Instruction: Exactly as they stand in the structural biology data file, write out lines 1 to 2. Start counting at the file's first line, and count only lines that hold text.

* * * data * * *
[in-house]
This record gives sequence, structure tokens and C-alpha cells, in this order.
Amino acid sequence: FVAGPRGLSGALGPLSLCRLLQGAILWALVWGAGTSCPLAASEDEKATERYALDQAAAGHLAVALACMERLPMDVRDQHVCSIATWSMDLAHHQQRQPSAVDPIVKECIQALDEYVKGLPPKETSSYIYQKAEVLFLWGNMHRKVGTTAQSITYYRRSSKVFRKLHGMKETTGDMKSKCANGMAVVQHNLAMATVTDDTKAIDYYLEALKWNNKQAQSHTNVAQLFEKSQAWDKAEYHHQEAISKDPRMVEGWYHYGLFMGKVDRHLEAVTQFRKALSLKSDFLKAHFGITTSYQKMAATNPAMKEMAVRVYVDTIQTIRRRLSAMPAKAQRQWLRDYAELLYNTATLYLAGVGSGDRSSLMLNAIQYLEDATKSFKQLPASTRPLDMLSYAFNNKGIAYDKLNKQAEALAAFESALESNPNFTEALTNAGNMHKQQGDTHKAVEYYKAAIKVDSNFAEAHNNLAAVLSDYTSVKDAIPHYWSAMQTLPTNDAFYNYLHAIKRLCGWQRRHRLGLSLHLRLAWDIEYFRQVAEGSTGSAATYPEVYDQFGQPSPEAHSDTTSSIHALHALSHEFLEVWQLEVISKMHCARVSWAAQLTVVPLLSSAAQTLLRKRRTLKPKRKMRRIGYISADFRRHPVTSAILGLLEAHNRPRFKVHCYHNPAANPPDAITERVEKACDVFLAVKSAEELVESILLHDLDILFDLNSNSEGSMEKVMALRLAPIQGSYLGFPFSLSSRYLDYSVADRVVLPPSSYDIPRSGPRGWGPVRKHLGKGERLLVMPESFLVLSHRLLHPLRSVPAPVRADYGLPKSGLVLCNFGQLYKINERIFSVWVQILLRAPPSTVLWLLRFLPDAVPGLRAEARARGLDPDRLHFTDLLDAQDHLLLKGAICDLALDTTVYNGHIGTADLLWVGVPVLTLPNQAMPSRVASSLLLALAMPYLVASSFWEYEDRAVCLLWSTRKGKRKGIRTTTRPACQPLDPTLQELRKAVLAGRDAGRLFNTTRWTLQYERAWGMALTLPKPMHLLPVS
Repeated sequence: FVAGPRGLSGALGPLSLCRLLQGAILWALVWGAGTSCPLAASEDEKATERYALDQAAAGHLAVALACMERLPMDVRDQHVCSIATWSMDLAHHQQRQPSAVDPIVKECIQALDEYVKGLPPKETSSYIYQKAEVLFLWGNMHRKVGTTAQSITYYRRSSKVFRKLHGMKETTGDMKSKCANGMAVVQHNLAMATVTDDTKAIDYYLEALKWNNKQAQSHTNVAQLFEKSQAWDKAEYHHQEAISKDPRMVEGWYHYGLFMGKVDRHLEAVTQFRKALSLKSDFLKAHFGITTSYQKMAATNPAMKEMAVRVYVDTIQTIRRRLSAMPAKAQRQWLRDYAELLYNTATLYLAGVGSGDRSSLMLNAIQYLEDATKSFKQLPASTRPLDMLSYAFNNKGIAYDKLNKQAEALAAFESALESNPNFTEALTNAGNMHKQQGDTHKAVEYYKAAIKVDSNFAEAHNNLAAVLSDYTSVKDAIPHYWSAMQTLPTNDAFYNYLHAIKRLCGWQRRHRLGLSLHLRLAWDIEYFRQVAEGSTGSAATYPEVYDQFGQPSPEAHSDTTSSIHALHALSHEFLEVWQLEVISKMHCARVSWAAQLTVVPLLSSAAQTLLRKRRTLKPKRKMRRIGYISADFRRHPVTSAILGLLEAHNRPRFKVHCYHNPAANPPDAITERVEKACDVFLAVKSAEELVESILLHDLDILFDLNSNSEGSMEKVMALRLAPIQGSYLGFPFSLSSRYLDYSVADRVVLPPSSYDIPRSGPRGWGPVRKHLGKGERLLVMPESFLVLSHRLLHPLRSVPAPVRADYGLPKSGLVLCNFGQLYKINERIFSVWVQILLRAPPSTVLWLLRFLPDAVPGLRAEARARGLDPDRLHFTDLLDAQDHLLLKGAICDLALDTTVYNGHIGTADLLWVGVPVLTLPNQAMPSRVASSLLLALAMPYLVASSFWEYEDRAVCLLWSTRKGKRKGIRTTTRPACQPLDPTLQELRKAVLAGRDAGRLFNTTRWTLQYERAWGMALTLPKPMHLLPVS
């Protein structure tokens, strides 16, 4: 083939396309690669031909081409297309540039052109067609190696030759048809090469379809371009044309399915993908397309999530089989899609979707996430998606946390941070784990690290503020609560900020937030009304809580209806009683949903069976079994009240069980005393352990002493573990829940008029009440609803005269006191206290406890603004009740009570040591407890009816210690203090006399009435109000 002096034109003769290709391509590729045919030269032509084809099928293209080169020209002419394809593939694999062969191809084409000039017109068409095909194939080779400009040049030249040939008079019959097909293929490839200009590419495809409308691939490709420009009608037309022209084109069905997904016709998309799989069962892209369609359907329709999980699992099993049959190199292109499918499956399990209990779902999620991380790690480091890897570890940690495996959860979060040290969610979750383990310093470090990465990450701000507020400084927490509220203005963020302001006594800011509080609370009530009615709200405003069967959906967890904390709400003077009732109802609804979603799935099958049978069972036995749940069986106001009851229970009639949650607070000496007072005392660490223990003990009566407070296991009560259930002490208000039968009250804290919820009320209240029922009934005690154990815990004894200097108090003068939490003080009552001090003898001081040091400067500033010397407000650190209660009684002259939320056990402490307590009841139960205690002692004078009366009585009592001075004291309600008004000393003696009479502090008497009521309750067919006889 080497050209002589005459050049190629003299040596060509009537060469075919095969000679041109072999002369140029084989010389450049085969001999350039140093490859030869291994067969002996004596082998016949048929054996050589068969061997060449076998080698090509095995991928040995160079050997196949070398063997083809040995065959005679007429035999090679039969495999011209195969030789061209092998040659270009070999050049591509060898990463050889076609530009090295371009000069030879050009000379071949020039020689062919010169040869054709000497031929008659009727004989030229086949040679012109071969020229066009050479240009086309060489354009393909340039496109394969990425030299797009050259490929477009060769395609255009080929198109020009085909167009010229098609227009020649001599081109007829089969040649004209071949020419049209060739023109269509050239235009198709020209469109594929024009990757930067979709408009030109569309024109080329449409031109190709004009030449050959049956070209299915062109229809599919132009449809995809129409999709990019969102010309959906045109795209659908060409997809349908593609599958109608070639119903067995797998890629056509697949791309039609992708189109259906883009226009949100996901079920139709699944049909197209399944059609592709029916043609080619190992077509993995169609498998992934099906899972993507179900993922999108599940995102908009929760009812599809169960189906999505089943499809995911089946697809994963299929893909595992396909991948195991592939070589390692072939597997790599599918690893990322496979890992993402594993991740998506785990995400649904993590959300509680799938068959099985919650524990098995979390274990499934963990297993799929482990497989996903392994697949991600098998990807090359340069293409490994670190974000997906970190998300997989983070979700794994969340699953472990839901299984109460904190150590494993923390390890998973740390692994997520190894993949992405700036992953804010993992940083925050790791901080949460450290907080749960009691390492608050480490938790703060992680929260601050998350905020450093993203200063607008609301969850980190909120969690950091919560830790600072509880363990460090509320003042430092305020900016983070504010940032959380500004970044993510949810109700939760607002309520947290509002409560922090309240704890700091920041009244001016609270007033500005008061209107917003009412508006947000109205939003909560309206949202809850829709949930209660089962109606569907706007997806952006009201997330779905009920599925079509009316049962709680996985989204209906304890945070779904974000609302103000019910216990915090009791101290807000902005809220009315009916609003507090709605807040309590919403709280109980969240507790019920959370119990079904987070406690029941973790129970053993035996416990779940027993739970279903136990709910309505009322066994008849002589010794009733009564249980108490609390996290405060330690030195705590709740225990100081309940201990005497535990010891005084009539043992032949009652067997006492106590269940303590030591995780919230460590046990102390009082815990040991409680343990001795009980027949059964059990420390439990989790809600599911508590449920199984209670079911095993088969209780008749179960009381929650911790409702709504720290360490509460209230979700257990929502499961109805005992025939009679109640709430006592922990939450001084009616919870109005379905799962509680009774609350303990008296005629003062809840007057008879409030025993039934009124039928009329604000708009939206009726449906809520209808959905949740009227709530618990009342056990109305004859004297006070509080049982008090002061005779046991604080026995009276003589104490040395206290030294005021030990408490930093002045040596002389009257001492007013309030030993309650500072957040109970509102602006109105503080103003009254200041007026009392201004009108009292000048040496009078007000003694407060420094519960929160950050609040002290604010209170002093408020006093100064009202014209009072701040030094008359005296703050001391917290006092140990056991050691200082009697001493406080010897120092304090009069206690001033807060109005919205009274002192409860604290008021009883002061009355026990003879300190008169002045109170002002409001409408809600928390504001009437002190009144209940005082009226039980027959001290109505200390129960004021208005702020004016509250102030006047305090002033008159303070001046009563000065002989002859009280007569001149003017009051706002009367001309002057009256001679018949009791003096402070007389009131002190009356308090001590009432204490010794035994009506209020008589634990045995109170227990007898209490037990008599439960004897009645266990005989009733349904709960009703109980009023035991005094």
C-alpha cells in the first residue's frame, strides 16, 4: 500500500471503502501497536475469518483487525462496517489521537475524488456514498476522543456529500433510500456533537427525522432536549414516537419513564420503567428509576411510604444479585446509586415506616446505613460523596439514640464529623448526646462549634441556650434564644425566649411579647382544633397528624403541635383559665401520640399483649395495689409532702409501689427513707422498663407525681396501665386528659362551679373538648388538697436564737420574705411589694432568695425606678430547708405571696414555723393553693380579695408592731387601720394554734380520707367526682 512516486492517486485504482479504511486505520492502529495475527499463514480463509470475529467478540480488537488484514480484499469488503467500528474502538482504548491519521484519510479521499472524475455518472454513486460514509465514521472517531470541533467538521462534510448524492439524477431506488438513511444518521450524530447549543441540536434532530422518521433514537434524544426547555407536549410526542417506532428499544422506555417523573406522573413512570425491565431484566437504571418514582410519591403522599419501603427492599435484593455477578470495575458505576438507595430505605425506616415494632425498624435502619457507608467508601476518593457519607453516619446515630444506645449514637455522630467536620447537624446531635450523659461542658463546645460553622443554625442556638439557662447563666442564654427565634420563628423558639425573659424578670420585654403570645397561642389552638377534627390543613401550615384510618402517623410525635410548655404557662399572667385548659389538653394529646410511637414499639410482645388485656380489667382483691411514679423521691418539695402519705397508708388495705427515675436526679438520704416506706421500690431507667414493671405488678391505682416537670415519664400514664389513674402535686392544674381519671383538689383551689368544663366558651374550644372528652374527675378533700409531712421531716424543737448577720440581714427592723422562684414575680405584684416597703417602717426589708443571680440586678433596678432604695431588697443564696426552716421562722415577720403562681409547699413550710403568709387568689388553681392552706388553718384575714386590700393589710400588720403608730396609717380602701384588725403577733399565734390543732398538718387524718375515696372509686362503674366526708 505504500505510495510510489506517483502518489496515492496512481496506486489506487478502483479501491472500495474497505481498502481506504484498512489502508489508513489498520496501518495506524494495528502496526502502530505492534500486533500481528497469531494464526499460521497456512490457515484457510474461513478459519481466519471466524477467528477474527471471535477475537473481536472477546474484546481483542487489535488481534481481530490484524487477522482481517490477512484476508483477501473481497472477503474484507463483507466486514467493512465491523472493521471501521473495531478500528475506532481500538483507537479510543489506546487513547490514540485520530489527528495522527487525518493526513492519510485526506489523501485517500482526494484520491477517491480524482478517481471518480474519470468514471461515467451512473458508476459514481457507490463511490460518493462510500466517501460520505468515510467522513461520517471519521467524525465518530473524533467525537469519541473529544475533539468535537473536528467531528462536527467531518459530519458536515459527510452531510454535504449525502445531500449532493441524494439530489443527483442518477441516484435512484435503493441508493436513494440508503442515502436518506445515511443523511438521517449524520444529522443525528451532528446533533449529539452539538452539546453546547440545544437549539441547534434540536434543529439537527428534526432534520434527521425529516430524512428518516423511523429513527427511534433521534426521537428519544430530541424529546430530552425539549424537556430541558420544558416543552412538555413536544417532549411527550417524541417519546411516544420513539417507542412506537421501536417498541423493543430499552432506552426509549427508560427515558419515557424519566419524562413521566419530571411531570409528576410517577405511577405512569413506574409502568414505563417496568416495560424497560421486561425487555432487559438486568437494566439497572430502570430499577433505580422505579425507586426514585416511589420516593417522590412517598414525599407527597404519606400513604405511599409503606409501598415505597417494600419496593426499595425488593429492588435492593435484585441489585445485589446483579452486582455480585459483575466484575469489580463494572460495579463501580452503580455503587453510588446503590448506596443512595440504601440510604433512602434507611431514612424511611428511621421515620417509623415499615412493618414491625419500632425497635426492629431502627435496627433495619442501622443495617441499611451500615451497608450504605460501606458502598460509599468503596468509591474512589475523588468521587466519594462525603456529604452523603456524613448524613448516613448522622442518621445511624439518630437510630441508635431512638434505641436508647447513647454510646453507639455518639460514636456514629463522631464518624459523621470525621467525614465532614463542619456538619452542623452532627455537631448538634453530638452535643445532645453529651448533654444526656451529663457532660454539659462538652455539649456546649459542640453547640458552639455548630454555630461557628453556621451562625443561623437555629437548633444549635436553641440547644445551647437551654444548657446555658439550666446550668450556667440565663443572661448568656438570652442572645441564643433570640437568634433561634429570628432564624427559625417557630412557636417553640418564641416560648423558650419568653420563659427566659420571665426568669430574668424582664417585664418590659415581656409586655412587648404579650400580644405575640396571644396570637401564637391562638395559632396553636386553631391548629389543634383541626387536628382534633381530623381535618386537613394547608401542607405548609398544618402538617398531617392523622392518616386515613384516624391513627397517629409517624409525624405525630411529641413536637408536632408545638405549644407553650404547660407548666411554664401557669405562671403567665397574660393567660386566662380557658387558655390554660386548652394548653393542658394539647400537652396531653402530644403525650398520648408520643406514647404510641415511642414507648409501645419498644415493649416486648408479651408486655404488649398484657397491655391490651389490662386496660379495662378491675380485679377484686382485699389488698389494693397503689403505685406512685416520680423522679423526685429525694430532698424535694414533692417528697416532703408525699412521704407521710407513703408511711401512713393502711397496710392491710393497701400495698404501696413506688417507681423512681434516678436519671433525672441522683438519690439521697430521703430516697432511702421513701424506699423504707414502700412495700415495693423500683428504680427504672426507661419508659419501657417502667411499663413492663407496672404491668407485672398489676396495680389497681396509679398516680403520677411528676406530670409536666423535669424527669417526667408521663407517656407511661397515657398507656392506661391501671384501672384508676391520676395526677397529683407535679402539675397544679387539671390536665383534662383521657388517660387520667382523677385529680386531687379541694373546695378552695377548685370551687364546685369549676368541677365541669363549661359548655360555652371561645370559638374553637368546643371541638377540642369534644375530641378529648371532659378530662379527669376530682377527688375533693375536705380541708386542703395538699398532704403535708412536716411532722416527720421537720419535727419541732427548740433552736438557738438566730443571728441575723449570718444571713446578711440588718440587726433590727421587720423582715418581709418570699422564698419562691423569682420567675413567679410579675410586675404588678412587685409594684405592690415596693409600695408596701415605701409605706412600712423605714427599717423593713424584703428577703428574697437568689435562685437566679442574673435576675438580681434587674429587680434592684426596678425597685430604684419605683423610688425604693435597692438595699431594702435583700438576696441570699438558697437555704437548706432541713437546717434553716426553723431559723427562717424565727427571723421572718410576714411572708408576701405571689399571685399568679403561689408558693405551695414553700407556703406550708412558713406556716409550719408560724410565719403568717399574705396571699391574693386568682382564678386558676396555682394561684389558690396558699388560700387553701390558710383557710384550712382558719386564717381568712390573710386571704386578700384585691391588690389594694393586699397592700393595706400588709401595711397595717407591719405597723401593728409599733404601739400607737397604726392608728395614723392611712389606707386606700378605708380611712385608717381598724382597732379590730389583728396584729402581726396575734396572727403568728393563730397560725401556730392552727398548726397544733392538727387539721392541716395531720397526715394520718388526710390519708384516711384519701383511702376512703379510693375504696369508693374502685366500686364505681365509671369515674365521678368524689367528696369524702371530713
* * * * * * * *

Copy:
[in-house]
This record gives sequence, structure tokens and C-alpha cells, in this order.